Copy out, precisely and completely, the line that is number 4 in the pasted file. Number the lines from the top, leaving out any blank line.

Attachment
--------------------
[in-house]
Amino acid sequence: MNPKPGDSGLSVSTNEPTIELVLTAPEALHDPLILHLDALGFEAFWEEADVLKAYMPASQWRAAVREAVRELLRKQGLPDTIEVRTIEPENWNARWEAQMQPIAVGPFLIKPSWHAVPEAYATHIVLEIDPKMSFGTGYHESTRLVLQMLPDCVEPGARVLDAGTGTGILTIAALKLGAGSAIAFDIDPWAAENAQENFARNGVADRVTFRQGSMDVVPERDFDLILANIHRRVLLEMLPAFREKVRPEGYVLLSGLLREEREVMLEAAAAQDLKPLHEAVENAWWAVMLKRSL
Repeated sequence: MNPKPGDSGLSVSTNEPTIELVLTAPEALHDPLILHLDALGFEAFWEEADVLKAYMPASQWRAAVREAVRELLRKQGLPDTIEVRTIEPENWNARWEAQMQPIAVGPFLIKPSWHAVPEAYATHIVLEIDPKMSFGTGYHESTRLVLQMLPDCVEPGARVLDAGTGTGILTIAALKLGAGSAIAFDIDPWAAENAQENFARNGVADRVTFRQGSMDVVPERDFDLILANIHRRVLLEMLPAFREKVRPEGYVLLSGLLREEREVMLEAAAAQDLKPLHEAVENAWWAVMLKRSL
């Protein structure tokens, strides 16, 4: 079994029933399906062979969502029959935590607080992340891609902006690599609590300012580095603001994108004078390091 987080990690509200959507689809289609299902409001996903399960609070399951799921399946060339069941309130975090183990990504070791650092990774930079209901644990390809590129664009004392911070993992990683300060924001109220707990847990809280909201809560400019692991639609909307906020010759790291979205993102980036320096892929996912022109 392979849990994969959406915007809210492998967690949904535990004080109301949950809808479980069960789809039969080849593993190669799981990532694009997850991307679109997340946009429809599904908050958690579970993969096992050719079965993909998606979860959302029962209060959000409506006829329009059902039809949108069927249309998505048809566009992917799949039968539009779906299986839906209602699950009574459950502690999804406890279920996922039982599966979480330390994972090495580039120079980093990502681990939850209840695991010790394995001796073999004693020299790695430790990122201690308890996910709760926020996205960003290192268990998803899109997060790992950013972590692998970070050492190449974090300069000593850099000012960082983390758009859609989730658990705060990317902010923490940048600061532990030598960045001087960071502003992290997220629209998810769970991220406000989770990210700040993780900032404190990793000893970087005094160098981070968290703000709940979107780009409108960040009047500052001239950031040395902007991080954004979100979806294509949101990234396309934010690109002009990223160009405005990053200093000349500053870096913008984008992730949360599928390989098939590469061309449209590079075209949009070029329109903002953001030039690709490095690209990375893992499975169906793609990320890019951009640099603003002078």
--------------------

């Protein structure tokens, strides 16, 4: 079994029933399906062979969502029959935590607080992340891609902006690599609590300012580095603001994108004078390091 987080990690509200959507689809289609299902409001996903399960609070399951799921399946060339069941309130975090183990990504070791650092990774930079209901644990390809590129664009004392911070993992990683300060924001109220707990847990809280909201809560400019692991639609909307906020010759790291979205993102980036320096892929996912022109 392979849990994969959406915007809210492998967690949904535990004080109301949950809808479980069960789809039969080849593993190669799981990532694009997850991307679109997340946009429809599904908050958690579970993969096992050719079965993909998606979860959302029962209060959000409506006829329009059902039809949108069927249309998505048809566009992917799949039968539009779906299986839906209602699950009574459950502690999804406890279920996922039982599966979480330390994972090495580039120079980093990502681990939850209840695991010790394995001796073999004693020299790695430790990122201690308890996910709760926020996205960003290192268990998803899109997060790992950013972590692998970070050492190449974090300069000593850099000012960082983390758009859609989730658990705060990317902010923490940048600061532990030598960045001087960071502003992290997220629209998810769970991220406000989770990210700040993780900032404190990793000893970087005094160098981070968290703000709940979107780009409108960040009047500052001239950031040395902007991080954004979100979806294509949101990234396309934010690109002009990223160009405005990053200093000349500053870096913008984008992730949360599928390989098939590469061309449209590079075209949009070029329109903002953001030039690709490095690209990375893992499975169906793609990320890019951009640099603003002078």